Aug 072012

Yesterday we heard the collective gnashing of teeth as social media experts, lawyers and business owners complained about the Australian Advertising Standards Board’s ruling that companies are responsible for comments on their Facebook pages.

The ASB ruling (PDF file) was a response to complaints that comments on Diageo’s Smirnoff Vodka page breached various industry codes of conducts and encouraged under age drinking.

While the board found the complaints weren’t justified – something that most of the hysterical commentators overlooked – the ruling contained one paragraph that upset the social media experts and delighted the lawyers.

The Board considered that the Facebook site of an advertiser is a marketing communication tool over which the advertiser has a reasonable degree of control and could be considered to draw the attention of a segment of the public to a product in a manner calculated to promote or oppose directly or indirectly that product. The Board determined that the provisions of the Code apply to an advertiser’s Facebook page. As a Facebook page can be used to engage with customers, the Board further considered that the Code applies to the content generated by the advertisers as well as material or comments posted by users or friends.

The key phrase in that paragraph is “over which the advertiser has a reasonable degree of control”. Obviously someone posting on Twitter, their blog or someone else’s website is beyond the control of the advertiser.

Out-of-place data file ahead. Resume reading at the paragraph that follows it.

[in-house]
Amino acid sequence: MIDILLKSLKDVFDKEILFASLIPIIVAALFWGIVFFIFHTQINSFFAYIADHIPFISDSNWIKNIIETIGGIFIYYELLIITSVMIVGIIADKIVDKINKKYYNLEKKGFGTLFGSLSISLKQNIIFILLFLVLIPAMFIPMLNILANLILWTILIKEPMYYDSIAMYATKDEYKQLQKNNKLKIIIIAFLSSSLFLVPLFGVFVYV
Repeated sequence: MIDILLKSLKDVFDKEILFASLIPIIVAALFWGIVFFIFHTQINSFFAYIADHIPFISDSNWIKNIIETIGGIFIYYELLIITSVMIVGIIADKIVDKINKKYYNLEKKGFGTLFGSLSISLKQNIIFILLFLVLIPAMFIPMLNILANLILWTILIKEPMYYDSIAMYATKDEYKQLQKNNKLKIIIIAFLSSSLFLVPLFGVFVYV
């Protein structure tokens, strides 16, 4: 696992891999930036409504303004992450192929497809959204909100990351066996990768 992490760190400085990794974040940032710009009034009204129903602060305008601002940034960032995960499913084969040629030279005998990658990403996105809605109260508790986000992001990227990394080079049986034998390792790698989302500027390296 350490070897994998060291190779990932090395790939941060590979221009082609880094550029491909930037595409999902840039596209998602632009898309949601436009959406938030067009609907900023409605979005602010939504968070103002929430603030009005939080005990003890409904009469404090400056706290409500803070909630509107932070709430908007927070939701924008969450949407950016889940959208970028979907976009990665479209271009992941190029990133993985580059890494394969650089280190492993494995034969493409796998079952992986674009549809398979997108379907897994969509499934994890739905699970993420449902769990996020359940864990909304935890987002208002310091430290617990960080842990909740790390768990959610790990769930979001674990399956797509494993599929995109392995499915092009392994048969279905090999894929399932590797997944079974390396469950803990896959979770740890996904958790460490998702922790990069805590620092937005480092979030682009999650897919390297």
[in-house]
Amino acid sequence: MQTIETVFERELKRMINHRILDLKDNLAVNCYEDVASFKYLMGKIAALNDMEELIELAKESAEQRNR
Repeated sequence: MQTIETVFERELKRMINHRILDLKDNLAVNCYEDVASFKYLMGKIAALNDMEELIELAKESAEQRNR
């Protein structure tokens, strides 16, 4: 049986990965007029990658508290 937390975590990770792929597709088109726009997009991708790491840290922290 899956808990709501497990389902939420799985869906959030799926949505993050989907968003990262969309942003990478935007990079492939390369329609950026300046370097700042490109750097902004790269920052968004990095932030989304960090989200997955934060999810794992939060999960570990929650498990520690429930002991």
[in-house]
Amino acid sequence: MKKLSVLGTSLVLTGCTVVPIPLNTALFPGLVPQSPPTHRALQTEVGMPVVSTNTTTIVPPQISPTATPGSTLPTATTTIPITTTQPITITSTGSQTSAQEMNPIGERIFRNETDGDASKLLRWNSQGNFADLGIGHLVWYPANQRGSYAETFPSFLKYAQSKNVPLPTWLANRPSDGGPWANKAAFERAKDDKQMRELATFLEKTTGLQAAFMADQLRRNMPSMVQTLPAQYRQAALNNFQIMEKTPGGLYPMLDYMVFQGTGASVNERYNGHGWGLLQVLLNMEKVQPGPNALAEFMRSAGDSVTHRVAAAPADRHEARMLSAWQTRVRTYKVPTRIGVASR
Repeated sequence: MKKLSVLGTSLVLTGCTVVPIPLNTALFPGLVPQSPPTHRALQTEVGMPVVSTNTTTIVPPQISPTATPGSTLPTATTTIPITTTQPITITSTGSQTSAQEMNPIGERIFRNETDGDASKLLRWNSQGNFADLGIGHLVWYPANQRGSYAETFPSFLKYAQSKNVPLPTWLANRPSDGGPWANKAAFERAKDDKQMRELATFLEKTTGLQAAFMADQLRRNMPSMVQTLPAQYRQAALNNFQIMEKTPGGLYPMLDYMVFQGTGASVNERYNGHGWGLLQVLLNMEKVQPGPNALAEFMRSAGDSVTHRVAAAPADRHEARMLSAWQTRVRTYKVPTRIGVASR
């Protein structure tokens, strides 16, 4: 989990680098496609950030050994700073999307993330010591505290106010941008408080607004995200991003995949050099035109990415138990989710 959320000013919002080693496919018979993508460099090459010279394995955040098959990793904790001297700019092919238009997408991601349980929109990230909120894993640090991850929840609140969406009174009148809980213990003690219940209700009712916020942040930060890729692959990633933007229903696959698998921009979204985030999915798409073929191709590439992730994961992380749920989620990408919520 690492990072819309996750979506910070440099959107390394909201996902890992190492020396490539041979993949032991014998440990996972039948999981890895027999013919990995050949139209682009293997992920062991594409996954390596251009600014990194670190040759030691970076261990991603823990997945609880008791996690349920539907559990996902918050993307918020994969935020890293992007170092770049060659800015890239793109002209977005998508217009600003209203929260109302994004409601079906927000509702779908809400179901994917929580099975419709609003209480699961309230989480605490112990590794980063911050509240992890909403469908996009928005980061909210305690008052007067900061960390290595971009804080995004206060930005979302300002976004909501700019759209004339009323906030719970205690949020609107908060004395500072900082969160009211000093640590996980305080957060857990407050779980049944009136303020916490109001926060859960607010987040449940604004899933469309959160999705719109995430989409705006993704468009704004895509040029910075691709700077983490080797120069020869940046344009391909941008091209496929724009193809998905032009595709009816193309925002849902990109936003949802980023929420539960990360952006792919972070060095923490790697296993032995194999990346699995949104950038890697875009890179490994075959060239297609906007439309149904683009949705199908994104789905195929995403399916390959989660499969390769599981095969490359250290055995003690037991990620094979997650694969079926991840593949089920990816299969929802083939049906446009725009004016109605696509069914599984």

With Facebook comments, the onus is on businesses to make sure there is nothing illegal appearing on their streams and any misconceptions or false statements are answered.

In many ways, this is common sense. Do you, as a manager or business owner, want your brands tarnished by idiots posting offensive or illegal content? Sensible businesses have already been dealing with this by deleting the really obnoxious stuff and politely replying to the more outrageous claims by Facebook friends.

What’s more important with both the ASB ruling and the Allergy Pathways case the ruling relies upon make it clear that ‘astroturfing’ on social media sites won’t be tolerated.

Astroturfing is the PR practice of creating fake groups that appear to support a cause or product. A group paid for by an interested party appears to grow naturally out of community interest or concern – a fake grassroots group so to speak and hence the word ‘Astroturf’ which is a brand of artificial grass.

Organisations like property developers and mining companies have been setting up Facebook pages and websites that appear to be community groups supporting their projects and many smaller business have been inducing friends, relatives or contractors to post false testimonials. In the run up to major elections in 2012 and 13 we’re seeing many of these fake groups setup to push various political agendas.

For a few consulting groups, astroturfing has become a nice line of business and those of us on the fringe of the social media community have been watching the development of ‘online advocacy services’ with interest.

While no-one has claimed Allergy Pathways or Diageo were posting fake testimonials on their own Facebook pages, the rulings in both cases are a warning that the courts and regulators are prepared to deal with those getting clever with social media.

For honest businesses this ruling is a non-issue, it’s timely reminder though that web and social media site are not ‘set and forget’ but need to be regularly checked, valid customer comments replied to and inappropriate content removed.

The ASB ruling reaffirms what sensible social media experts have been advising all along, and that’s good news for them and their clients.

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